Stress Management for Children and Adults

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Children and adults experience stress alike. Unlike adults, however, children may not know exactly what is happening to them when stress takes over. During the holidays, Jessie may notice that she feels different than normal; depending on Jessie’s age, she may be able to vocalize that she is feeling stressed.

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When asked to describe her feelings, Jessie may be able to explain symptoms of distress, such as shortness of breath or rapid breathing, fatigue, agitation, anxiety, etc. This distress may carry over to the classroom, where lack of motivation or concentration to complete tasks is apparent (if she is even able to make it to school). Whether or not Jessie understands what is happening to her, her lack of education and/or practice with stress management strategies is inhibiting her from successfully managing stress that comes during the holidays. It is crucial to educate Jessie (and the rest of the class) to listen to her body and be in tune with what she is feeling. Before getting into teaching Jessie how to manage her stress, I would want to provide her with the ability to understand why stress exists, what stressors she typically encounters, and what strategies she can use to conquer her stress.

Starting from the beginning, I would inform Jessie that stress is a feeling of powerful emotions that can cause us to react to a situation. There is good stress (eustress) and there is bad stress (distress). The good stress helps us accomplish tasks, such as scoring a goal in soccer. The bad stress brings on negative emotions and can keep us from accomplishing tasks, like standing up for ourselves when someone is being unkind. I would also state that there is something called a stressor, which is an event that can cause stress. I may ask Jessie to think of the first two examples I gave (eustress and distress) and tell me what the stressors were in each of those scenarios. I then may ask her to think of some stressors that may have occurred in her life. Posing some possible examples to help her along, I may bring up particular holidays, situations that have arisen in class, and scenarios she might encounter outside of school. From there, we could begin to discuss what emotions these stressors bring, and why she thinks those stressors cause her stress.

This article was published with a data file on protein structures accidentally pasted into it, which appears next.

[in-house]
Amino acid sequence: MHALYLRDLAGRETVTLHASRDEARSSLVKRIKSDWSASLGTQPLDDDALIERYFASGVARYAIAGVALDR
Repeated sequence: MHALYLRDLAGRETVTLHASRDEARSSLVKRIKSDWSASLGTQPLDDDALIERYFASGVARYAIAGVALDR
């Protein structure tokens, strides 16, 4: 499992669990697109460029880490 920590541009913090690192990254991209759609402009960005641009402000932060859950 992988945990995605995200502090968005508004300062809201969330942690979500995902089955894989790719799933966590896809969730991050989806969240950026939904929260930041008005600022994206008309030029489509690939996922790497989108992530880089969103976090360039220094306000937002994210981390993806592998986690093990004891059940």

After teaching Jessie about stress and how to identify her typical stressors, I would naturally progress to teaching her strategies that she can implement when the feelings of stress creep up. Some easy to learn strategies include: belly breathing to promote relaxation, aerobic exercise to reduce the stress, self-talk, setting short and long-term goals for activities (to promote better time management so events don’t accumulate), to name just a few. I would make sure to share with Jessie that life will always pose stressors, and because we can’t outrun them, it is our job to find appropriate ways to manage themone at a time. Teaching and practicing all of the different strategies together in class would allow Jessie to become comfortable with their use, and would allow her to choose the strategy that best works for her.

My main goal for Jessie is to give her the tools she needs to recognize her feelings of stress, what events are causing that stress, and how she can manage her emotions effectively on her own. Stress management is a holistic process, and it will take time for her to master an understanding of her emotions and the application of strategies to manage those emotions. To support her in her process, I would have her maintain a personal journal to write in daily regarding any stress or events that arise. Additionally, I think we could work on anchor charts that could be posted for Jessie as helpful reminders around the classroom. As an example, one poster could represent The Circle of Control, and would have aspects of life that cannot be controlled listed in the outer circle, while the inner circle would have aspects of life that can be controlled. Another poster would be a list of strategies we’ve discussed that are beneficial for stress management, that way they can always be referencedeven in her toughest moments when the emotions overcome her. The idea is to support Jessie in conquering stress, and through practice and implementation, she will be on her way to mastering a lifelong skill that many adults even struggle to manage.

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